Pet Insurance Needs for Your Shelter Cat

June is a beautiful month as we begin summer vacation, ball games, family outings, and celebrating Father’s Day. However, you may be surprised to know that June is also Adopt a Shelter Cat month. If you are an animal lover, this may be at the top of your list.

There is a good reason why adopting a needy cat is encouraged during June. June is breeding season in the feline world and the local shelters are usually full of cats in need of a good home. If you have been thinking of adding a pet to your family, this is the perfect month to take action.

When you welcome home your new family member, keep in mind that there may be an adjustment period for your cat to become acclimated to its new surroundings. Many of them have suffered abuse or neglect and it may take some time to earn their trust. Another thing to remember is to find the right pet insurance for your cat.

Here are three common questions cat owners have when they take out a pet health policy:

Will I be able to take my cat to my regular veterinarian? Most pet health insurance policies will allow you to use the same vet you are already using for your other animals. Ask your insurer if there are any restrictions in this regard. It is also good practice to double-check with your vet to make sure they are included in the pet insurance networks.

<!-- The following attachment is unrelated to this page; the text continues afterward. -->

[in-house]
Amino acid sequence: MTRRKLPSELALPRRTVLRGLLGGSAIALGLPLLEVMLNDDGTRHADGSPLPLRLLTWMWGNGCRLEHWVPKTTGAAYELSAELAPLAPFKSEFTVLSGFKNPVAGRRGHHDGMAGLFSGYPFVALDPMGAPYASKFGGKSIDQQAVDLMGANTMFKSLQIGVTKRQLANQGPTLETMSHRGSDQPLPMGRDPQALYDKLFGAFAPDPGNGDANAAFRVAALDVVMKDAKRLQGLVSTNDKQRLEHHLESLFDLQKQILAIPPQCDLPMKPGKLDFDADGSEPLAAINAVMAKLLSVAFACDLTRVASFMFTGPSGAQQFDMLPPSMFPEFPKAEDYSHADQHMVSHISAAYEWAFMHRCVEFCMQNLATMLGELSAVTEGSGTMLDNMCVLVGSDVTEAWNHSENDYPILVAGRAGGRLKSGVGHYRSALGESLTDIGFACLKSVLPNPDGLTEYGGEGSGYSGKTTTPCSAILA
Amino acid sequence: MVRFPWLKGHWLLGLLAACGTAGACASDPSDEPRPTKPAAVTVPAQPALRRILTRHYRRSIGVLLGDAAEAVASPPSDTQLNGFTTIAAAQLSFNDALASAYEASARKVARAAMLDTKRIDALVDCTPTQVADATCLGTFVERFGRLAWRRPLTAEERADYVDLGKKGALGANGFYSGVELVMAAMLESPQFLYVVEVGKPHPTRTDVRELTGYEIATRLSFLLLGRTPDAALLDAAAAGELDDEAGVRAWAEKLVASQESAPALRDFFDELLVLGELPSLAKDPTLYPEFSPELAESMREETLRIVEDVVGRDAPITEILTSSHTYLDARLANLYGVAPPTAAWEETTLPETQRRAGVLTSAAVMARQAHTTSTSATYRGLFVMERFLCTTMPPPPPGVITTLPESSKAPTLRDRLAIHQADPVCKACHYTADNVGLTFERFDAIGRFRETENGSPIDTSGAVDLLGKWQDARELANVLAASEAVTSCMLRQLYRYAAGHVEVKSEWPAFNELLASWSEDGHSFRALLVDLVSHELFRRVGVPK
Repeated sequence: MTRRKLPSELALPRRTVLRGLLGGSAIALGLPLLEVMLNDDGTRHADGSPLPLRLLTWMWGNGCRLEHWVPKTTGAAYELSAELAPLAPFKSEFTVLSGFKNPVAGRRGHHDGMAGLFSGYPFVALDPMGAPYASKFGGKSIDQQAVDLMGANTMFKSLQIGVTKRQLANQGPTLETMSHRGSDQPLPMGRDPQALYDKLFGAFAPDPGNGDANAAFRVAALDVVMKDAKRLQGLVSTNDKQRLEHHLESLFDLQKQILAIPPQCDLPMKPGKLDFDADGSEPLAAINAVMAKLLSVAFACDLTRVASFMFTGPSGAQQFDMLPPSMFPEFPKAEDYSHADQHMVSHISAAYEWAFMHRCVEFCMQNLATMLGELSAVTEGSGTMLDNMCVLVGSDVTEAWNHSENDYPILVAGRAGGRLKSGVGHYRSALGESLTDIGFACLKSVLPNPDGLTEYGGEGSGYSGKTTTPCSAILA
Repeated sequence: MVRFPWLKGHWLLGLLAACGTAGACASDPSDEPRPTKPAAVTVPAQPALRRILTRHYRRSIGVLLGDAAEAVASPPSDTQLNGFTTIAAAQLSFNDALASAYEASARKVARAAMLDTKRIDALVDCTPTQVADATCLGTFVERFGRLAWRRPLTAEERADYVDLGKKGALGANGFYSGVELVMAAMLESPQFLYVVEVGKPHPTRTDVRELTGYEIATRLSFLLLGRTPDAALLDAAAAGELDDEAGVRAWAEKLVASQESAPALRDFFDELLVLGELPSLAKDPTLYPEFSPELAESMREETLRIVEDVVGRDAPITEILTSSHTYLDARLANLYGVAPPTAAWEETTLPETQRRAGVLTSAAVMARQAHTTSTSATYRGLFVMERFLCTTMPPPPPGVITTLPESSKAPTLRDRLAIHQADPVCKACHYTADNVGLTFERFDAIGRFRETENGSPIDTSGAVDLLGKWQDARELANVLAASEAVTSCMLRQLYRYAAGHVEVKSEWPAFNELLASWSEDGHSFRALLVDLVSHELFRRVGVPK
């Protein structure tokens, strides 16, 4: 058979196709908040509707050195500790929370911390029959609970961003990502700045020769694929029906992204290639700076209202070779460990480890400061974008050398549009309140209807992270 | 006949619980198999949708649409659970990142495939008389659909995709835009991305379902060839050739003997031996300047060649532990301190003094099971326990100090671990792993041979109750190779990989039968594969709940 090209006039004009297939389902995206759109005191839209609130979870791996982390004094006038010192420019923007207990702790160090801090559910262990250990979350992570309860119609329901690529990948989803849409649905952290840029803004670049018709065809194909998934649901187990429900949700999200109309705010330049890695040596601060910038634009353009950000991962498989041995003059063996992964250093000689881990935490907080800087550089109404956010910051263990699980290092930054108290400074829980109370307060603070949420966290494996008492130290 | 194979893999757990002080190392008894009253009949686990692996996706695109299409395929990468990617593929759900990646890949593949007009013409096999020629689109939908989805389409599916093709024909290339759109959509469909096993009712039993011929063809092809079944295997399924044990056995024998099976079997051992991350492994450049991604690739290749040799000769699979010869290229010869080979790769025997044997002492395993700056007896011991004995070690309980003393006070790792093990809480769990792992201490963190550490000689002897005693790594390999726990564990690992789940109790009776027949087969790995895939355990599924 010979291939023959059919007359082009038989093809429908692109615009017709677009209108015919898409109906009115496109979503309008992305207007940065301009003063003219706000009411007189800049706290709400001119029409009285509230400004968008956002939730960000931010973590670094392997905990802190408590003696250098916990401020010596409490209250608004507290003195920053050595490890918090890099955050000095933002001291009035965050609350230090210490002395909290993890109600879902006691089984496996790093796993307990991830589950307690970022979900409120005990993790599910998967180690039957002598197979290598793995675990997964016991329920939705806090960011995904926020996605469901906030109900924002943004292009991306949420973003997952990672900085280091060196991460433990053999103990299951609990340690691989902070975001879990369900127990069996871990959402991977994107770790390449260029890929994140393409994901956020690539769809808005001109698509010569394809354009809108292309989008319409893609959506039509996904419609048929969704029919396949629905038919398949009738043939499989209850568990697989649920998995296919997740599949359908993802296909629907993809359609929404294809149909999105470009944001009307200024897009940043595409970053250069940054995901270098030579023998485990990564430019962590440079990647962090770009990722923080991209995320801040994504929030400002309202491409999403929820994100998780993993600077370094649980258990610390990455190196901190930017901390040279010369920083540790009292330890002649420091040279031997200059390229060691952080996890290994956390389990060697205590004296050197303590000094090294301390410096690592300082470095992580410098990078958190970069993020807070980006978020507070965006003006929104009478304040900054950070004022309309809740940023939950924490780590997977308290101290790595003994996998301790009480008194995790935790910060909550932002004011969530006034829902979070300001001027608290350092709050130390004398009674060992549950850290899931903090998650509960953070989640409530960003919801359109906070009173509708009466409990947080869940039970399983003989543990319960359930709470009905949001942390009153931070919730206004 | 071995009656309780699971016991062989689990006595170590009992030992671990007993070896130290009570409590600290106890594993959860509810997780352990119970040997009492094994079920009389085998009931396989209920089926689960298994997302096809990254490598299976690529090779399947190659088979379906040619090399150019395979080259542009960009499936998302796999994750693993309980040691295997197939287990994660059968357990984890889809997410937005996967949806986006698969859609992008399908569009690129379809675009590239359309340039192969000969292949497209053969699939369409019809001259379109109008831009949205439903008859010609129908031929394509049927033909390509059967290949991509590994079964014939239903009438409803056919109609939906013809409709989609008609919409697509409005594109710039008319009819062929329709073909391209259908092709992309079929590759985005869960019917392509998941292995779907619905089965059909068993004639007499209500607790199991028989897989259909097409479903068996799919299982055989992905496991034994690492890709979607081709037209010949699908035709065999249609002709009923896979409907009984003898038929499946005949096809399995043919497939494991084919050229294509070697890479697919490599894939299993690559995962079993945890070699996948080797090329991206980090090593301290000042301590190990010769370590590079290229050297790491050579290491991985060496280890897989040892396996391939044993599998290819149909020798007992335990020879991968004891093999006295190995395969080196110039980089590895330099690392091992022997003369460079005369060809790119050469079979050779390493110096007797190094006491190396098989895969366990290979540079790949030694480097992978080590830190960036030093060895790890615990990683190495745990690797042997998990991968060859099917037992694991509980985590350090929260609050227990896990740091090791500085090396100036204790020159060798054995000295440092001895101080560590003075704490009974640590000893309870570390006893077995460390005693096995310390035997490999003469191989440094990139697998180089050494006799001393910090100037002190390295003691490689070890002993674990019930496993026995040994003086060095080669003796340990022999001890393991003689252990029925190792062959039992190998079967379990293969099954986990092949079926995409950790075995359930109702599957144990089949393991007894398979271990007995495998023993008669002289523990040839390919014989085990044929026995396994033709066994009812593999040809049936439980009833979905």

What up-front expenses will I have to pay if my cat needs treatment? The answer to this may vary based on a number of options that are offered with the plan. Some plans require a flat fee of $50 or $100, while others may also require a certain level of co-insurance (in many cases 15%-20%). As with most other types of insurance, the lower the annual premium you pay, the higher the amount of co-insurance at the time of treatment and vice versa.

Do pet insurance policies have exclusions for pre-existing conditions? Unfortunately, pet health insurance was not addressed during the Affordable Care Act of 2010 so there is no requirement on the part of insurers to cover pre-existing conditions. This means that there may be exclusions for this in your cat health insurance policy. When adopting a shelter cat, it is important to take it to the vet for a checkup before you purchase your pet insurance so you will know what existing health concerns it may already have.